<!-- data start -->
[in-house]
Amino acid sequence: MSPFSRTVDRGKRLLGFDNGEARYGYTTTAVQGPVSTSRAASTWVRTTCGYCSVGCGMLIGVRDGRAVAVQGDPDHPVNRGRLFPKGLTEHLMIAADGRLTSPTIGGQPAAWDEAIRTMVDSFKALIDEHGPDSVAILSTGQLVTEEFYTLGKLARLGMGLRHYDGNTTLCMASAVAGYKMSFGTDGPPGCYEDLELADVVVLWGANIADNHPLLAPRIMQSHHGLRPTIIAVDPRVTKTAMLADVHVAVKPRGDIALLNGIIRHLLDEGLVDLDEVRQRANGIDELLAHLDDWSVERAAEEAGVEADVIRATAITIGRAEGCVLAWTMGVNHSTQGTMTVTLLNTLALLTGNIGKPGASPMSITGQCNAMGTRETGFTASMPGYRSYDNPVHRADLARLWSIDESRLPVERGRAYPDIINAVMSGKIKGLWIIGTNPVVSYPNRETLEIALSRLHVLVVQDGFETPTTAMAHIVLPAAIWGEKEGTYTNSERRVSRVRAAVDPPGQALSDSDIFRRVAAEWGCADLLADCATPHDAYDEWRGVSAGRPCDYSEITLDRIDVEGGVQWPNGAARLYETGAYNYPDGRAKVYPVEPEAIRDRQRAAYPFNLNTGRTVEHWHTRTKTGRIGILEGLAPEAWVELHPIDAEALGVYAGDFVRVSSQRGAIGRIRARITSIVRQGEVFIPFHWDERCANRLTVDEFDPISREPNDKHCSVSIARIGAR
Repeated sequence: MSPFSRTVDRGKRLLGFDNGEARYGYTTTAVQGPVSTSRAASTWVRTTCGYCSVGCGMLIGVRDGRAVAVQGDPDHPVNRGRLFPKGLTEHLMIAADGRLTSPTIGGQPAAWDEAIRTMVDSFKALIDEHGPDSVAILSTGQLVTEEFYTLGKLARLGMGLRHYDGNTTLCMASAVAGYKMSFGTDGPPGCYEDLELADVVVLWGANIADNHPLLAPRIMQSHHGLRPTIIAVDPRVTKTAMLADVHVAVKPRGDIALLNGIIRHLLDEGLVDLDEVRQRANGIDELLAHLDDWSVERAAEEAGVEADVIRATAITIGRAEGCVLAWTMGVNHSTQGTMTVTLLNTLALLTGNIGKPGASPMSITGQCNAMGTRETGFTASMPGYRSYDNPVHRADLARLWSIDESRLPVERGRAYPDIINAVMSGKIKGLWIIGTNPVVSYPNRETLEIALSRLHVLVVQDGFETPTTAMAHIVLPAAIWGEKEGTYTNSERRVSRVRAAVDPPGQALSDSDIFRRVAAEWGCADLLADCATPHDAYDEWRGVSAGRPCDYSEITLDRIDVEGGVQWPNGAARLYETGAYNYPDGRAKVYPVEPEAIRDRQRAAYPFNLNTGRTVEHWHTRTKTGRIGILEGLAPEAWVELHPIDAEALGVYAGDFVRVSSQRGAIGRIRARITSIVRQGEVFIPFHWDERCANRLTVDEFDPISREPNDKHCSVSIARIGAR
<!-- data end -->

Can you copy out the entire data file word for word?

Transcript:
[in-house]
Amino acid sequence: MSPFSRTVDRGKRLLGFDNGEARYGYTTTAVQGPVSTSRAASTWVRTTCGYCSVGCGMLIGVRDGRAVAVQGDPDHPVNRGRLFPKGLTEHLMIAADGRLTSPTIGGQPAAWDEAIRTMVDSFKALIDEHGPDSVAILSTGQLVTEEFYTLGKLARLGMGLRHYDGNTTLCMASAVAGYKMSFGTDGPPGCYEDLELADVVVLWGANIADNHPLLAPRIMQSHHGLRPTIIAVDPRVTKTAMLADVHVAVKPRGDIALLNGIIRHLLDEGLVDLDEVRQRANGIDELLAHLDDWSVERAAEEAGVEADVIRATAITIGRAEGCVLAWTMGVNHSTQGTMTVTLLNTLALLTGNIGKPGASPMSITGQCNAMGTRETGFTASMPGYRSYDNPVHRADLARLWSIDESRLPVERGRAYPDIINAVMSGKIKGLWIIGTNPVVSYPNRETLEIALSRLHVLVVQDGFETPTTAMAHIVLPAAIWGEKEGTYTNSERRVSRVRAAVDPPGQALSDSDIFRRVAAEWGCADLLADCATPHDAYDEWRGVSAGRPCDYSEITLDRIDVEGGVQWPNGAARLYETGAYNYPDGRAKVYPVEPEAIRDRQRAAYPFNLNTGRTVEHWHTRTKTGRIGILEGLAPEAWVELHPIDAEALGVYAGDFVRVSSQRGAIGRIRARITSIVRQGEVFIPFHWDERCANRLTVDEFDPISREPNDKHCSVSIARIGAR
Repeated sequence: MSPFSRTVDRGKRLLGFDNGEARYGYTTTAVQGPVSTSRAASTWVRTTCGYCSVGCGMLIGVRDGRAVAVQGDPDHPVNRGRLFPKGLTEHLMIAADGRLTSPTIGGQPAAWDEAIRTMVDSFKALIDEHGPDSVAILSTGQLVTEEFYTLGKLARLGMGLRHYDGNTTLCMASAVAGYKMSFGTDGPPGCYEDLELADVVVLWGANIADNHPLLAPRIMQSHHGLRPTIIAVDPRVTKTAMLADVHVAVKPRGDIALLNGIIRHLLDEGLVDLDEVRQRANGIDELLAHLDDWSVERAAEEAGVEADVIRATAITIGRAEGCVLAWTMGVNHSTQGTMTVTLLNTLALLTGNIGKPGASPMSITGQCNAMGTRETGFTASMPGYRSYDNPVHRADLARLWSIDESRLPVERGRAYPDIINAVMSGKIKGLWIIGTNPVVSYPNRETLEIALSRLHVLVVQDGFETPTTAMAHIVLPAAIWGEKEGTYTNSERRVSRVRAAVDPPGQALSDSDIFRRVAAEWGCADLLADCATPHDAYDEWRGVSAGRPCDYSEITLDRIDVEGGVQWPNGAARLYETGAYNYPDGRAKVYPVEPEAIRDRQRAAYPFNLNTGRTVEHWHTRTKTGRIGILEGLAPEAWVELHPIDAEALGVYAGDFVRVSSQRGAIGRIRARITSIVRQGEVFIPFHWDERCANRLTVDEFDPISREPNDKHCSVSIARIGAR